Rosemary, a fragrant herb used in cooking and natural remedies, can boost the performance of your brain according to a new study.
Rosemary boost brain power
The herb is already hailed for its ability to ease an itchy scalp and soothe muscles, and when steamed people can say it can treat bronchitis and other forms of congestion.
Now, researchers from Northumbria University have noted a link between rosemary aroma and increased cognitive function, as well as the surprising appearance of a component of rosemary oil in the bloodstream.
Scientists exposed 20 subjects to varying levels of the aroma, who were then given a range of cognitive tests and mood assessments.
Their results, published in International Journal of Neuroscience, showed that the cognitive performance of the subjects increased when exposed to higher levels of the smell, as well as a corresponding mood increase.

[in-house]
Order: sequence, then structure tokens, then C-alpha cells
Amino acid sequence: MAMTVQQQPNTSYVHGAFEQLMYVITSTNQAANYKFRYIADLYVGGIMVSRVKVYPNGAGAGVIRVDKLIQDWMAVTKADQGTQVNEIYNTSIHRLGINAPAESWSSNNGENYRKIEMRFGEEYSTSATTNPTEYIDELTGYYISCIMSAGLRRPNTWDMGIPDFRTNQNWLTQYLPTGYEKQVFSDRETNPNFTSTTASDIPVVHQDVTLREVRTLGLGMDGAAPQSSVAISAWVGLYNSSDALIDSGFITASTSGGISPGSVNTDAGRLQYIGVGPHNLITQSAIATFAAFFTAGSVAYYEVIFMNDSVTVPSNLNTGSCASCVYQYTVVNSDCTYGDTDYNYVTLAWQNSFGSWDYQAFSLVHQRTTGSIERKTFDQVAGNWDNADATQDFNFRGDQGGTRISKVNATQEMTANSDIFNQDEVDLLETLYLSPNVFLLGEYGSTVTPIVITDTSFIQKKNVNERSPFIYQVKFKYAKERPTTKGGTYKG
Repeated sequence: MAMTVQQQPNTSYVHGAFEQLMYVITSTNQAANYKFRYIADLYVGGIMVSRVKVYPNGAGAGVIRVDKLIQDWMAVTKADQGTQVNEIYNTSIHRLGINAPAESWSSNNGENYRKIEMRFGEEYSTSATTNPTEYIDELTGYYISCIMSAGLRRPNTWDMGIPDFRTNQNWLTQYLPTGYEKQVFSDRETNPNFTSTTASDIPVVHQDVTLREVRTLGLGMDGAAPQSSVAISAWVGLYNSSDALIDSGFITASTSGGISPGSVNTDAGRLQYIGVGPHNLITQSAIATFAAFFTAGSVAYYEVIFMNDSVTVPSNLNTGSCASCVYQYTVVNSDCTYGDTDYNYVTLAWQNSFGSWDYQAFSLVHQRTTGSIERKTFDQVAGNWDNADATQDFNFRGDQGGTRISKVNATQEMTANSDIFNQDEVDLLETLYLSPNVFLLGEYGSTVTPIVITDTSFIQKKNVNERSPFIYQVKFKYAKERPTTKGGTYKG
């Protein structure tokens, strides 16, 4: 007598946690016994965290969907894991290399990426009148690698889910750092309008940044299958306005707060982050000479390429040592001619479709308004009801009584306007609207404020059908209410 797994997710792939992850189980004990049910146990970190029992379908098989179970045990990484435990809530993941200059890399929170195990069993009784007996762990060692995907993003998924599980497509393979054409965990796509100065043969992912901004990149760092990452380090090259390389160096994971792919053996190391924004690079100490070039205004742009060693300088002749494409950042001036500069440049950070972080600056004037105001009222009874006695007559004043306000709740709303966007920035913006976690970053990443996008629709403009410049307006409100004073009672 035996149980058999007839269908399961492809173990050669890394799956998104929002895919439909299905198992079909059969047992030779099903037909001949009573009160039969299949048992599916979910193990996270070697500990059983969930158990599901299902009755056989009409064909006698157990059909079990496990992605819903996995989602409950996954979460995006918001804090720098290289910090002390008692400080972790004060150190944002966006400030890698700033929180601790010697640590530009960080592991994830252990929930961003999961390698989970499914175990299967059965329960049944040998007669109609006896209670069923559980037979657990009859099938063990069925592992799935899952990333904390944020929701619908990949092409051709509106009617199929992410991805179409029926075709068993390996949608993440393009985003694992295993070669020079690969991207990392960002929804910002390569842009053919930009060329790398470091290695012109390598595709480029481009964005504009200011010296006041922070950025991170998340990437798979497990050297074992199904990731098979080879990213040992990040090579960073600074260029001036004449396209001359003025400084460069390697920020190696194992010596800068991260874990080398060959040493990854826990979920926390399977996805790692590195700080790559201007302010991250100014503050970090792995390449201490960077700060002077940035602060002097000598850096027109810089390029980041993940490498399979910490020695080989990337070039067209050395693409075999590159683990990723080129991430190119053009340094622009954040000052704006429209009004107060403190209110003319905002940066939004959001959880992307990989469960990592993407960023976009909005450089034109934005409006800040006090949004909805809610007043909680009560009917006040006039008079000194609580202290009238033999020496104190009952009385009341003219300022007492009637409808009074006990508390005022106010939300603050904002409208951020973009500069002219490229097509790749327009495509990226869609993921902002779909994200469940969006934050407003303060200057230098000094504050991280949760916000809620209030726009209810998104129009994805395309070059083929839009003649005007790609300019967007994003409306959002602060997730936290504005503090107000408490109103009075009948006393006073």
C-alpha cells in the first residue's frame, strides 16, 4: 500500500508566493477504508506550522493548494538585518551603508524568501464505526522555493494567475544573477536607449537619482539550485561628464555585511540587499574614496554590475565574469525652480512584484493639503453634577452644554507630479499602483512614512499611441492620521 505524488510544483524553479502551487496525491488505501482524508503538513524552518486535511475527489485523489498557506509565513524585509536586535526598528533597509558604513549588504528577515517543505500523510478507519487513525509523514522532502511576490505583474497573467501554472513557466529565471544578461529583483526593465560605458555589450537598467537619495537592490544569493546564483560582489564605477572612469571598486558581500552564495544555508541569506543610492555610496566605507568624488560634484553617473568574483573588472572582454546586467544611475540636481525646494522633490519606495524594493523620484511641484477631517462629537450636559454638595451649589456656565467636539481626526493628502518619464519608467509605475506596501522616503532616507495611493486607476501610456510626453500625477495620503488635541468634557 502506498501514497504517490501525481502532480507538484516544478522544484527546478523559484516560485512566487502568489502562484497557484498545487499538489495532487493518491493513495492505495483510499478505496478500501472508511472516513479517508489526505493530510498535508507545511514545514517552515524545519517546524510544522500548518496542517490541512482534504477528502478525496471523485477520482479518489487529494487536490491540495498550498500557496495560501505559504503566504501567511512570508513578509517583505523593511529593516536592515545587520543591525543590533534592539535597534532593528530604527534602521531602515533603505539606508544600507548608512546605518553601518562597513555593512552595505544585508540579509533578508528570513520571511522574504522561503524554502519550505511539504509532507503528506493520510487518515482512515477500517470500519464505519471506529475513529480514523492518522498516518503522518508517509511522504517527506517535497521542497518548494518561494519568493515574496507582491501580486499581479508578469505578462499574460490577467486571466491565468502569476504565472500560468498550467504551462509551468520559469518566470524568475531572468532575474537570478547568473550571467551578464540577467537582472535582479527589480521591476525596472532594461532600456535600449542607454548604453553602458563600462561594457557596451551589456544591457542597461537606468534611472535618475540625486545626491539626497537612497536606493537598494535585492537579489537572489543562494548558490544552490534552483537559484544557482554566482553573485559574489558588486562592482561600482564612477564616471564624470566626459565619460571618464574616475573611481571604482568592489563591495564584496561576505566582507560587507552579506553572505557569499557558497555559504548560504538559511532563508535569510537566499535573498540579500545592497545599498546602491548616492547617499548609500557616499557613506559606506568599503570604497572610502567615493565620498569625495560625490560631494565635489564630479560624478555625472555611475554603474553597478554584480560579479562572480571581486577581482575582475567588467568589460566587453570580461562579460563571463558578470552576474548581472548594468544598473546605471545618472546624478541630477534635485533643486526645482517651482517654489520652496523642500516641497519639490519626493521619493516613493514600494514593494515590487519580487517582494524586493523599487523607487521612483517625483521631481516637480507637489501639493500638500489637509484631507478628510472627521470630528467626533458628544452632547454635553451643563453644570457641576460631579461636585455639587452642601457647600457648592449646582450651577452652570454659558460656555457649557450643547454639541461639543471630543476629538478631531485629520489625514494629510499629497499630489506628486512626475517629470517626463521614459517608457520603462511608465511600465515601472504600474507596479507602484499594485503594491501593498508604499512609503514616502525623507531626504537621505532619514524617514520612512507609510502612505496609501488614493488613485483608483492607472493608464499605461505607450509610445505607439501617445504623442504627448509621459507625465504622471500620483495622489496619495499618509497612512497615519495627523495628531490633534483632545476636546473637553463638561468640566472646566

More surprisingly, the blood test results of the subject showed absorption of 1,8-coneole into the bloodstream. This compound is present in rosemary but has not previously been demonstrated to be absorbed into blood plasma in humans.
Dr. Mark Moss, who devised and wrote the study, said: “We were not surprised by the improvement in cognitive performance following exposure to rosemary aroma as this has been demonstrated previously.”
“What excited us was the demonstration that performance was linked to plasma levels of 1,8-cineole following exposure.”
"It is our view that the aroma therefore acts like a therapeutic drug, rather than any effects being a result of the more sensory properties of the aroma.”
The study leads to new ideas about how rosemary aroma can be used therapeutically. An upcoming study with rosemary will aim to determine whether 1,8-cineole, when ingested orally, can survive the rigors of the gastrointestinal system to be similarly absorbed into the bloodstream.
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